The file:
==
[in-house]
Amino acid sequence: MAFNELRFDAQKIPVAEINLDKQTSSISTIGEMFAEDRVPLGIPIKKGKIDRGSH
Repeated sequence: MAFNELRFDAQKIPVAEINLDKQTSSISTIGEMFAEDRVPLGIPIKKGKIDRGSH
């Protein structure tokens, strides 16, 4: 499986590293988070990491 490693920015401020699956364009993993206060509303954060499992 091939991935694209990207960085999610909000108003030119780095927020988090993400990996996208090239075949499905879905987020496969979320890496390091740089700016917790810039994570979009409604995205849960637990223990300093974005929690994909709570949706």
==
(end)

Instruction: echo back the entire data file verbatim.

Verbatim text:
[in-house]
Amino acid sequence: MAFNELRFDAQKIPVAEINLDKQTSSISTIGEMFAEDRVPLGIPIKKGKIDRGSH
Repeated sequence: MAFNELRFDAQKIPVAEINLDKQTSSISTIGEMFAEDRVPLGIPIKKGKIDRGSH
């Protein structure tokens, strides 16, 4: 499986590293988070990491 490693920015401020699956364009993993206060509303954060499992 091939991935694209990207960085999610909000108003030119780095927020988090993400990996996208090239075949499905879905987020496969979320890496390091740089700016917790810039994570979009409604995205849960637990223990300093974005929690994909709570949706």